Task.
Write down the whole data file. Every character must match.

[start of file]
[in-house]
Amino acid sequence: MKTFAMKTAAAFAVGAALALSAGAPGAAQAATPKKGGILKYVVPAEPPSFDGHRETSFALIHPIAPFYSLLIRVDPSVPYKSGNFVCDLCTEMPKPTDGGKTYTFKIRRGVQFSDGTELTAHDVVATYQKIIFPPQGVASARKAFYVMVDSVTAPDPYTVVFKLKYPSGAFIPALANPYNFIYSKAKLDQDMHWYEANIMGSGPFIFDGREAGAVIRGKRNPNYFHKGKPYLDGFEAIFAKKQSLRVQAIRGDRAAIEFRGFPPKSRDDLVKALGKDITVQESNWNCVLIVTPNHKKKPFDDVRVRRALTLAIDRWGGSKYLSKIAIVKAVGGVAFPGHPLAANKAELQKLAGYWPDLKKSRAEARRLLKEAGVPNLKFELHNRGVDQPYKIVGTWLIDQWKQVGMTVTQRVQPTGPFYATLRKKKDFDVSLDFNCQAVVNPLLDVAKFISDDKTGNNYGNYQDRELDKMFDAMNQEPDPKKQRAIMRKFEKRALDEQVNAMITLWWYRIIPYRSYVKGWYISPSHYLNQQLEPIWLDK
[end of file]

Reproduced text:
[in-house]
Amino acid sequence: MKTFAMKTAAAFAVGAALALSAGAPGAAQAATPKKGGILKYVVPAEPPSFDGHRETSFALIHPIAPFYSLLIRVDPSVPYKSGNFVCDLCTEMPKPTDGGKTYTFKIRRGVQFSDGTELTAHDVVATYQKIIFPPQGVASARKAFYVMVDSVTAPDPYTVVFKLKYPSGAFIPALANPYNFIYSKAKLDQDMHWYEANIMGSGPFIFDGREAGAVIRGKRNPNYFHKGKPYLDGFEAIFAKKQSLRVQAIRGDRAAIEFRGFPPKSRDDLVKALGKDITVQESNWNCVLIVTPNHKKKPFDDVRVRRALTLAIDRWGGSKYLSKIAIVKAVGGVAFPGHPLAANKAELQKLAGYWPDLKKSRAEARRLLKEAGVPNLKFELHNRGVDQPYKIVGTWLIDQWKQVGMTVTQRVQPTGPFYATLRKKKDFDVSLDFNCQAVVNPLLDVAKFISDDKTGNNYGNYQDRELDKMFDAMNQEPDPKKQRAIMRKFEKRALDEQVNAMITLWWYRIIPYRSYVKGWYISPSHYLNQQLEPIWLDK